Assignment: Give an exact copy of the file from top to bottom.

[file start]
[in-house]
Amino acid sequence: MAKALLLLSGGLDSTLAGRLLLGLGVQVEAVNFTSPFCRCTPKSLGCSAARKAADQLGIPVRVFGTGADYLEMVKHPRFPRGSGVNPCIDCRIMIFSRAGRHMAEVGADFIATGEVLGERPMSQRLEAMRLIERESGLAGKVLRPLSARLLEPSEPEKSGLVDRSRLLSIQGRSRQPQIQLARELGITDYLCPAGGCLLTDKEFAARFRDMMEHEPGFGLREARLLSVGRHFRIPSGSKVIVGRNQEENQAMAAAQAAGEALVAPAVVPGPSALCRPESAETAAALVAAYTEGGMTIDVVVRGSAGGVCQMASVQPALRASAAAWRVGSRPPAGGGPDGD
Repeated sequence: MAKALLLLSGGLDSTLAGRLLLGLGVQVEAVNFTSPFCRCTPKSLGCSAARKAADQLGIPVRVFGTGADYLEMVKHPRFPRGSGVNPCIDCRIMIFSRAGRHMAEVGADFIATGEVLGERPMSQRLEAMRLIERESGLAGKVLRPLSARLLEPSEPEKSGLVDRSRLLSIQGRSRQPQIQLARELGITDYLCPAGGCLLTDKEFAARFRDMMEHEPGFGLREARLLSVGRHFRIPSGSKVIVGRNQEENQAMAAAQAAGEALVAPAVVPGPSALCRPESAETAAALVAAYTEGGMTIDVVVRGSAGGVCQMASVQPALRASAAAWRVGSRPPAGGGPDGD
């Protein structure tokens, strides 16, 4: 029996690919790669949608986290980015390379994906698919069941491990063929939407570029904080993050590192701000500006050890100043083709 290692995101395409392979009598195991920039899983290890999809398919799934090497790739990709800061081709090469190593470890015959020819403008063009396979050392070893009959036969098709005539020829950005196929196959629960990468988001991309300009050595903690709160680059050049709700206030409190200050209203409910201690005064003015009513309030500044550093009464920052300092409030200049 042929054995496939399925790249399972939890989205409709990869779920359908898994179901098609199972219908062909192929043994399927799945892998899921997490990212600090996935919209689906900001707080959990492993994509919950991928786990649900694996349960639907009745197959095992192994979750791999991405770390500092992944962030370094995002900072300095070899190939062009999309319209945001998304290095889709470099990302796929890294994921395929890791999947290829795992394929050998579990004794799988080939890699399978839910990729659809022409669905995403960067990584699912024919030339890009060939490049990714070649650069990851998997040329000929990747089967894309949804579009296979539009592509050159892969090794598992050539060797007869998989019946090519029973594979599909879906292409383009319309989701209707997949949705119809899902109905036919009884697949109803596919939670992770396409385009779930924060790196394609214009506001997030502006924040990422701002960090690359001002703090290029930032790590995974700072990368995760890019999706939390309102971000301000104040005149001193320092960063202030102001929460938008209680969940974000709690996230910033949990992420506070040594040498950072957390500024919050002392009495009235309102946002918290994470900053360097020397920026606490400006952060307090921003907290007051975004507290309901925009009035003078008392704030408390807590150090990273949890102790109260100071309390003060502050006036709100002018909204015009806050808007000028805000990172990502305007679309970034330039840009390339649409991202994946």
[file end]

[in-house]
Amino acid sequence: MAKALLLLSGGLDSTLAGRLLLGLGVQVEAVNFTSPFCRCTPKSLGCSAARKAADQLGIPVRVFGTGADYLEMVKHPRFPRGSGVNPCIDCRIMIFSRAGRHMAEVGADFIATGEVLGERPMSQRLEAMRLIERESGLAGKVLRPLSARLLEPSEPEKSGLVDRSRLLSIQGRSRQPQIQLARELGITDYLCPAGGCLLTDKEFAARFRDMMEHEPGFGLREARLLSVGRHFRIPSGSKVIVGRNQEENQAMAAAQAAGEALVAPAVVPGPSALCRPESAETAAALVAAYTEGGMTIDVVVRGSAGGVCQMASVQPALRASAAAWRVGSRPPAGGGPDGD
Repeated sequence: MAKALLLLSGGLDSTLAGRLLLGLGVQVEAVNFTSPFCRCTPKSLGCSAARKAADQLGIPVRVFGTGADYLEMVKHPRFPRGSGVNPCIDCRIMIFSRAGRHMAEVGADFIATGEVLGERPMSQRLEAMRLIERESGLAGKVLRPLSARLLEPSEPEKSGLVDRSRLLSIQGRSRQPQIQLARELGITDYLCPAGGCLLTDKEFAARFRDMMEHEPGFGLREARLLSVGRHFRIPSGSKVIVGRNQEENQAMAAAQAAGEALVAPAVVPGPSALCRPESAETAAALVAAYTEGGMTIDVVVRGSAGGVCQMASVQPALRASAAAWRVGSRPPAGGGPDGD
């Protein structure tokens, strides 16, 4: 029996690919790669949608986290980015390379994906698919069941491990063929939407570029904080993050590192701000500006050890100043083709 290692995101395409392979009598195991920039899983290890999809398919799934090497790739990709800061081709090469190593470890015959020819403008063009396979050392070893009959036969098709005539020829950005196929196959629960990468988001991309300009050595903690709160680059050049709700206030409190200050209203409910201690005064003015009513309030500044550093009464920052300092409030200049 042929054995496939399925790249399972939890989205409709990869779920359908898994179901098609199972219908062909192929043994399927799945892998899921997490990212600090996935919209689906900001707080959990492993994509919950991928786990649900694996349960639907009745197959095992192994979750791999991405770390500092992944962030370094995002900072300095070899190939062009999309319209945001998304290095889709470099990302796929890294994921395929890791999947290829795992394929050998579990004794799988080939890699399978839910990729659809022409669905995403960067990584699912024919030339890009060939490049990714070649650069990851998997040329000929990747089967894309949804579009296979539009592509050159892969090794598992050539060797007869998989019946090519029973594979599909879906292409383009319309989701209707997949949705119809899902109905036919009884697949109803596919939670992770396409385009779930924060790196394609214009506001997030502006924040990422701002960090690359001002703090290029930032790590995974700072990368995760890019999706939390309102971000301000104040005149001193320092960063202030102001929460938008209680969940974000709690996230910033949990992420506070040594040498950072957390500024919050002392009495009235309102946002918290994470900053360097020397920026606490400006952060307090921003907290007051975004507290309901925009009035003078008392704030408390807590150090990273949890102790109260100071309390003060502050006036709100002018909204015009806050808007000028805000990172990502305007679309970034330039840009390339649409991202994946």